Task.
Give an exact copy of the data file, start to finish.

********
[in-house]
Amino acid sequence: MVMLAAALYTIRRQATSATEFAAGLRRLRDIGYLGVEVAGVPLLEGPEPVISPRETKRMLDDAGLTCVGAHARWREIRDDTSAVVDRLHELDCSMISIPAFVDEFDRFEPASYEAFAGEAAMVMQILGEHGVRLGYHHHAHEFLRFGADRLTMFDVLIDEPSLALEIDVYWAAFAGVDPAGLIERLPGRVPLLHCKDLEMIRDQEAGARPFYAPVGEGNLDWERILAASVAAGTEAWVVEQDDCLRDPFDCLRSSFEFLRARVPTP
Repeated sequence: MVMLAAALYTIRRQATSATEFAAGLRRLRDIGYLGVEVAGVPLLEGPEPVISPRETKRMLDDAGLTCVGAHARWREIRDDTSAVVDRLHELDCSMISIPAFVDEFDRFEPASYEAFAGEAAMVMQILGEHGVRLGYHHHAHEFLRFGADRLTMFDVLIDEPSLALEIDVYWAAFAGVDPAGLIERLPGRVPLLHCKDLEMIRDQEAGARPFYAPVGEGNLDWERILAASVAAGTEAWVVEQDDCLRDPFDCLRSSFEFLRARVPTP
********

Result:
[in-house]
Amino acid sequence: MVMLAAALYTIRRQATSATEFAAGLRRLRDIGYLGVEVAGVPLLEGPEPVISPRETKRMLDDAGLTCVGAHARWREIRDDTSAVVDRLHELDCSMISIPAFVDEFDRFEPASYEAFAGEAAMVMQILGEHGVRLGYHHHAHEFLRFGADRLTMFDVLIDEPSLALEIDVYWAAFAGVDPAGLIERLPGRVPLLHCKDLEMIRDQEAGARPFYAPVGEGNLDWERILAASVAAGTEAWVVEQDDCLRDPFDCLRSSFEFLRARVPTP
Repeated sequence: MVMLAAALYTIRRQATSATEFAAGLRRLRDIGYLGVEVAGVPLLEGPEPVISPRETKRMLDDAGLTCVGAHARWREIRDDTSAVVDRLHELDCSMISIPAFVDEFDRFEPASYEAFAGEAAMVMQILGEHGVRLGYHHHAHEFLRFGADRLTMFDVLIDEPSLALEIDVYWAAFAGVDPAGLIERLPGRVPLLHCKDLEMIRDQEAGARPFYAPVGEGNLDWERILAASVAAGTEAWVVEQDDCLRDPFDCLRSSFEFLRARVPTP